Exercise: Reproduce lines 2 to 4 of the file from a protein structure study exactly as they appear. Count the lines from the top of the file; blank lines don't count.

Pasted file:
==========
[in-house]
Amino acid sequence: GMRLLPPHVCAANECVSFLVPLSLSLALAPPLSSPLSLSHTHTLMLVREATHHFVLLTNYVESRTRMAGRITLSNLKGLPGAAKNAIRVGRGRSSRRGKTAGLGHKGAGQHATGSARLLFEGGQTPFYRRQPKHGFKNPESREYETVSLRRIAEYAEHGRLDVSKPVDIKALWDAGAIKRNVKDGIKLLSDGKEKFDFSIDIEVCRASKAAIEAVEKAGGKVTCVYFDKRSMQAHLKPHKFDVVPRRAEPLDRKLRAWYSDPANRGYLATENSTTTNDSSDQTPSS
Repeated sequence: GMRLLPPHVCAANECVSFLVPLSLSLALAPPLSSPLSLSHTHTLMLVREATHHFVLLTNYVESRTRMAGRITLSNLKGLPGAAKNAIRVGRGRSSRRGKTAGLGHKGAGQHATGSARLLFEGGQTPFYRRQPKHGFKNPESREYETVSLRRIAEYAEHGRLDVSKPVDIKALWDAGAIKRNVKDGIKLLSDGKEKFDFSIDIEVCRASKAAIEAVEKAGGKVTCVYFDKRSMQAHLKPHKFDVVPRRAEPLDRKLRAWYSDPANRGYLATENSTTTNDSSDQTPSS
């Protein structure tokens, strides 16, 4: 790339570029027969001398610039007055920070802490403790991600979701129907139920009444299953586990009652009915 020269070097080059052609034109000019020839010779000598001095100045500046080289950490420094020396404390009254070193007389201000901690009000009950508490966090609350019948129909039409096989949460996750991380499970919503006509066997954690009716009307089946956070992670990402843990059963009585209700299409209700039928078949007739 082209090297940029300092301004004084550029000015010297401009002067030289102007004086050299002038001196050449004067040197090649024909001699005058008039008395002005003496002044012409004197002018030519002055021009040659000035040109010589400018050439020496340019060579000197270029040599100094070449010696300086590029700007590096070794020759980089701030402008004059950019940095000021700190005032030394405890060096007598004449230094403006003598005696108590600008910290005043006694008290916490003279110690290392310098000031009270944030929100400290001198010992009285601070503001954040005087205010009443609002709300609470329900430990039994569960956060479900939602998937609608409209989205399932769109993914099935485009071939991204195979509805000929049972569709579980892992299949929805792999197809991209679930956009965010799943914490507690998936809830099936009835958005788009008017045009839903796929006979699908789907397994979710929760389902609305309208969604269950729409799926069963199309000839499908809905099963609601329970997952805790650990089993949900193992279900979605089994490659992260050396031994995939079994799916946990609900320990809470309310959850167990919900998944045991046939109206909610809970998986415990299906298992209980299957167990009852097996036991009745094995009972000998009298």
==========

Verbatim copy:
Amino acid sequence: GMRLLPPHVCAANECVSFLVPLSLSLALAPPLSSPLSLSHTHTLMLVREATHHFVLLTNYVESRTRMAGRITLSNLKGLPGAAKNAIRVGRGRSSRRGKTAGLGHKGAGQHATGSARLLFEGGQTPFYRRQPKHGFKNPESREYETVSLRRIAEYAEHGRLDVSKPVDIKALWDAGAIKRNVKDGIKLLSDGKEKFDFSIDIEVCRASKAAIEAVEKAGGKVTCVYFDKRSMQAHLKPHKFDVVPRRAEPLDRKLRAWYSDPANRGYLATENSTTTNDSSDQTPSS
Repeated sequence: GMRLLPPHVCAANECVSFLVPLSLSLALAPPLSSPLSLSHTHTLMLVREATHHFVLLTNYVESRTRMAGRITLSNLKGLPGAAKNAIRVGRGRSSRRGKTAGLGHKGAGQHATGSARLLFEGGQTPFYRRQPKHGFKNPESREYETVSLRRIAEYAEHGRLDVSKPVDIKALWDAGAIKRNVKDGIKLLSDGKEKFDFSIDIEVCRASKAAIEAVEKAGGKVTCVYFDKRSMQAHLKPHKFDVVPRRAEPLDRKLRAWYSDPANRGYLATENSTTTNDSSDQTPSS
């Protein structure tokens, strides 16, 4: 790339570029027969001398610039007055920070802490403790991600979701129907139920009444299953586990009652009915 020269070097080059052609034109000019020839010779000598001095100045500046080289950490420094020396404390009254070193007389201000901690009000009950508490966090609350019948129909039409096989949460996750991380499970919503006509066997954690009716009307089946956070992670990402843990059963009585209700299409209700039928078949007739 082209090297940029300092301004004084550029000015010297401009002067030289102007004086050299002038001196050449004067040197090649024909001699005058008039008395002005003496002044012409004197002018030519002055021009040659000035040109010589400018050439020496340019060579000197270029040599100094070449010696300086590029700007590096070794020759980089701030402008004059950019940095000021700190005032030394405890060096007598004449230094403006003598005696108590600008910290005043006694008290916490003279110690290392310098000031009270944030929100400290001198010992009285601070503001954040005087205010009443609002709300609470329900430990039994569960956060479900939602998937609608409209989205399932769109993914099935485009071939991204195979509805000929049972569709579980892992299949929805792999197809991209679930956009965010799943914490507690998936809830099936009835958005788009008017045009839903796929006979699908789907397994979710929760389902609305309208969604269950729409799926069963199309000839499908809905099963609601329970997952805790650990089993949900193992279900979605089994490659992260050396031994995939079994799916946990609900320990809470309310959850167990919900998944045991046939109206909610809970998986415990299906298992209980299957167990009852097996036991009745094995009972000998009298």